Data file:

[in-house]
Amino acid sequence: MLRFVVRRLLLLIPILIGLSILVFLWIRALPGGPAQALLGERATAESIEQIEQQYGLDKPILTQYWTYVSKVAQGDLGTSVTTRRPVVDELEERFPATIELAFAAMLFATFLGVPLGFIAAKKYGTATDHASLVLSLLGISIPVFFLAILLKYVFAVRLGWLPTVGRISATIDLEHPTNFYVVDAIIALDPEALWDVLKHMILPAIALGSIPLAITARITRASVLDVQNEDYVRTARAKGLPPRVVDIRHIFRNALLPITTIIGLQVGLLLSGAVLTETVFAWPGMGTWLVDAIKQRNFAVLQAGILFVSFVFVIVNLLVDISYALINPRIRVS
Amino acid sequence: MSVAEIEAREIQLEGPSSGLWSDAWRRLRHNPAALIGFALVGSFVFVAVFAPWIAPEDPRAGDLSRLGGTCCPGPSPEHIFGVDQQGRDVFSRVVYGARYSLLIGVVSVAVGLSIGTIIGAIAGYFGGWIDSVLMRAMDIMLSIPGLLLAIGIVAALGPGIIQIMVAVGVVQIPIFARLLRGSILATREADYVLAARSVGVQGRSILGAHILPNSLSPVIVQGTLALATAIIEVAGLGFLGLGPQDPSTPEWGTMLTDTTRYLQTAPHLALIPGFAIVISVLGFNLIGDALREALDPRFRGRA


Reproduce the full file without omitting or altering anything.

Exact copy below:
[in-house]
Amino acid sequence: MLRFVVRRLLLLIPILIGLSILVFLWIRALPGGPAQALLGERATAESIEQIEQQYGLDKPILTQYWTYVSKVAQGDLGTSVTTRRPVVDELEERFPATIELAFAAMLFATFLGVPLGFIAAKKYGTATDHASLVLSLLGISIPVFFLAILLKYVFAVRLGWLPTVGRISATIDLEHPTNFYVVDAIIALDPEALWDVLKHMILPAIALGSIPLAITARITRASVLDVQNEDYVRTARAKGLPPRVVDIRHIFRNALLPITTIIGLQVGLLLSGAVLTETVFAWPGMGTWLVDAIKQRNFAVLQAGILFVSFVFVIVNLLVDISYALINPRIRVS
Amino acid sequence: MSVAEIEAREIQLEGPSSGLWSDAWRRLRHNPAALIGFALVGSFVFVAVFAPWIAPEDPRAGDLSRLGGTCCPGPSPEHIFGVDQQGRDVFSRVVYGARYSLLIGVVSVAVGLSIGTIIGAIAGYFGGWIDSVLMRAMDIMLSIPGLLLAIGIVAALGPGIIQIMVAVGVVQIPIFARLLRGSILATREADYVLAARSVGVQGRSILGAHILPNSLSPVIVQGTLALATAIIEVAGLGFLGLGPQDPSTPEWGTMLTDTTRYLQTAPHLALIPGFAIVISVLGFNLIGDALREALDPRFRGRA